18 April 2013 12:43 pm | | 7


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Marzouki Time 100

Rendering of President Marzouki by artist David Despau. Image from Marzouki’s Time 100 listing.

President Moncef Marzouki has been named to Time magazine’s annual list of the world’s 100 most influential people.

The widely publicized list includes political leaders, entertainers, businessmen, and other individuals from around the world.

“His power stems not from what he is – his office is ceremonial,” NBC journalist Ayman Mohyeldin wrote in the short profile of Marzouki included with his listing, “but from who and where he is: a leftist liberal President appointed by an Islamist-dominated assembly in the nation where the Arab Spring first flowered.”

The profile says that Marzouki is tasked with assuring that secular and religious elements of Tunisian society can coexist.

“The best reassurance may be Marzouki himself,” the profile states, “if he thrives, it will demonstrate that the Arab Spring states can build a pluralistic political environment.”

Marzouki is included on this list along with US President Barack Obama, North Korean leader Kim Jong Un, and Pope Francis.

Marzouki is a controversial figure in Tunisia who will soon be compelled to testify in front of the National Constituent Assembly, where he will likely face a vote on a motion of impeachment. The vote is not expected to succeed.

Last year, Time included Ennahdha leader Rached Ghannouchi in the list.

 

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Comments (7)

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  1. Anouar BM says:

    @ bordganah

    Doctor Marzouki is one of the loopholes of the so called “the revolution of freedom”.

    If he accepted to be appointed and NOT elected freely by the people, then he had already failed as a doctor to cure the lack of freedom in our country.

    A good doctor is not enough to free Tunisia from an old cancer.

    • blond says:

      We have elected an assembly (TnCA) that ought to be the supreme legislator for a transitional period of time. The Assembly assigned executive powers to a government with its head belonging to the majority in that same assembly. Since every country needs to have a president, that task was allocated to Marzouki by the votes of the same assembly we elected. Again, the same assembly voted him with more than 2/3 of the members of the TnCA.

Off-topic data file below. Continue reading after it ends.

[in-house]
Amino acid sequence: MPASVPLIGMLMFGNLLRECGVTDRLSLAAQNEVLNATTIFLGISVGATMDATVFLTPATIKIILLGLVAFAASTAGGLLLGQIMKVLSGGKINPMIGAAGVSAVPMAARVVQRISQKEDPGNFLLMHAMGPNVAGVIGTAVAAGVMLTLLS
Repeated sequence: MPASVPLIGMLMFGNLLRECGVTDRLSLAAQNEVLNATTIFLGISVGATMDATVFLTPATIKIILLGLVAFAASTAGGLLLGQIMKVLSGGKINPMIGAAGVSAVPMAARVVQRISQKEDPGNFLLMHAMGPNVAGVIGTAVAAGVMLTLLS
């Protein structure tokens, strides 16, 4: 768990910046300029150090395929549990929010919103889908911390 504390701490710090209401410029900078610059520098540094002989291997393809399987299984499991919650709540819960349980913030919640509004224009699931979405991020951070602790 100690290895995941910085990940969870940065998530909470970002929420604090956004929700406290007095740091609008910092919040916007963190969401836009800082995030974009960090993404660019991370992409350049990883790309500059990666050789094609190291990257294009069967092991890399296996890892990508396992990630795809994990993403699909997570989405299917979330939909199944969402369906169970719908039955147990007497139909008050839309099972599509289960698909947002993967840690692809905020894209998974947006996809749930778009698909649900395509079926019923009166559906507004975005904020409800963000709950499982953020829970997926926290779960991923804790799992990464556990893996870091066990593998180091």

That is the system we are using today, we voted for an assembly, that elects a president. A common procedure in a lot of other countries (Germany, Italy, Israel (only recently did Israel switch to popular vote for their president)…

      It is a transitional system and there was absolutely no way to do a presidential election in this context.

      Anyway, your logic is kinda flawed…how would he have failed if a TnCA voted him in ?

  2. bordganah says:

    Dr. MArzouki,
    -Wrote more than 20 books and hundred of articles,
    -Was president of the prestigious Tunisian league for Human Rights during the dictatorship,
    -Received a standing ovation at the French parliament after his speech.
    -Received with high honors by Angela Merkel
    - 2 years in a row ranked among the most 100 influential personalities in the world by time magazine.
    -Speaks fluently 3 languages..etc etc etc.

    Yet there is a fringe of his own people that:
    -Mocks him daily, yet no one was prosecuted,
    -Defames him for no reason, yet no one was prosecuted,
    -calls to kill him, yet no one was prosecuted,
    -wants to impeach him for no reason

    Yet the guy is out of the league of all of these petty little persons.

    • david says:

      Good points, except that no one should be prosecuted for mockery. Just as no one should be arrested for insulting Islam. No one should be arrested for blasphemy. That is free speech.
      Allah is big enough and powerful enough to sustain all insults. He does not need his followers to punish the miscreants.
      Journalists should not be arrested for reporting the news. Tunisia has a lot to learn about freedom of speech.

      • bordganah says:

        I understand that that is a standard in western society (with some differences between the Latin countries and the Anglo-Saxon ones).
        But unlike other rights, I don’t think the right to mock someone or someone’s religion is a universal one. I’d like to believe that we, as Tunisians, Arabs, Muslims (even Mediterranean) have some cultural standards and traditions that doesn’t allow that.
        We can create a democracy and a good one without allowing one’s honor and reputation to be slandered and defamed for nothing.
        I do believe that most Tunisians agree with me though.

        • Patrick Batchelder says:

          All of this reminds me of Christianity in the USA in 1950.

          • blond says:

            the US in the 50s has noting to do with Tn 2013…As far as I am concerned, the 50s in the US, that’s McCarthyism…

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